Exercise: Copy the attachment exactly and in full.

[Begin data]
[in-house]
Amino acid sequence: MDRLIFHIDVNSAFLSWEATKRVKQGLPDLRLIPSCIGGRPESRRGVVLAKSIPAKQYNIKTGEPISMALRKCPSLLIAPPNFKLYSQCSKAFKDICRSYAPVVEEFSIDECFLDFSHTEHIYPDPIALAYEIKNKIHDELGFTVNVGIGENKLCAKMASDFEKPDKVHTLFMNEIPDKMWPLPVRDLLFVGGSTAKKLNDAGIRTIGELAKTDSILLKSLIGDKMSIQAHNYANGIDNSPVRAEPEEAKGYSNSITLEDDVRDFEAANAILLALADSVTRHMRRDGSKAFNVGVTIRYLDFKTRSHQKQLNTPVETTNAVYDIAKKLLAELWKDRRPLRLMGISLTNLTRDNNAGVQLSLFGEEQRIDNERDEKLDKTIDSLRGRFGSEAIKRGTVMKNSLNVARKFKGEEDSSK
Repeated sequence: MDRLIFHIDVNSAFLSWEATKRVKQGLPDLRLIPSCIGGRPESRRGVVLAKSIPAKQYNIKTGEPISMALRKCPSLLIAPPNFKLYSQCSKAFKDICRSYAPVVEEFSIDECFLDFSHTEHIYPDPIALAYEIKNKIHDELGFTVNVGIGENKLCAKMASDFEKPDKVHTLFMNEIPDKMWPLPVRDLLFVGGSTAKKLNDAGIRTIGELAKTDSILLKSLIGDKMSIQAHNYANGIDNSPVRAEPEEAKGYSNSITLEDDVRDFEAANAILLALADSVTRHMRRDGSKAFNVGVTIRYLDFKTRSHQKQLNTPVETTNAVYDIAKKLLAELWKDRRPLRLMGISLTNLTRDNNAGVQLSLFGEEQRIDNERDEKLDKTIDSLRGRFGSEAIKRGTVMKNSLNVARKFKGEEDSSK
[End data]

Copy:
[in-house]
Amino acid sequence: MDRLIFHIDVNSAFLSWEATKRVKQGLPDLRLIPSCIGGRPESRRGVVLAKSIPAKQYNIKTGEPISMALRKCPSLLIAPPNFKLYSQCSKAFKDICRSYAPVVEEFSIDECFLDFSHTEHIYPDPIALAYEIKNKIHDELGFTVNVGIGENKLCAKMASDFEKPDKVHTLFMNEIPDKMWPLPVRDLLFVGGSTAKKLNDAGIRTIGELAKTDSILLKSLIGDKMSIQAHNYANGIDNSPVRAEPEEAKGYSNSITLEDDVRDFEAANAILLALADSVTRHMRRDGSKAFNVGVTIRYLDFKTRSHQKQLNTPVETTNAVYDIAKKLLAELWKDRRPLRLMGISLTNLTRDNNAGVQLSLFGEEQRIDNERDEKLDKTIDSLRGRFGSEAIKRGTVMKNSLNVARKFKGEEDSSK
Repeated sequence: MDRLIFHIDVNSAFLSWEATKRVKQGLPDLRLIPSCIGGRPESRRGVVLAKSIPAKQYNIKTGEPISMALRKCPSLLIAPPNFKLYSQCSKAFKDICRSYAPVVEEFSIDECFLDFSHTEHIYPDPIALAYEIKNKIHDELGFTVNVGIGENKLCAKMASDFEKPDKVHTLFMNEIPDKMWPLPVRDLLFVGGSTAKKLNDAGIRTIGELAKTDSILLKSLIGDKMSIQAHNYANGIDNSPVRAEPEEAKGYSNSITLEDDVRDFEAANAILLALADSVTRHMRRDGSKAFNVGVTIRYLDFKTRSHQKQLNTPVETTNAVYDIAKKLLAELWKDRRPLRLMGISLTNLTRDNNAGVQLSLFGEEQRIDNERDEKLDKTIDSLRGRFGSEAIKRGTVMKNSLNVARKFKGEEDSSK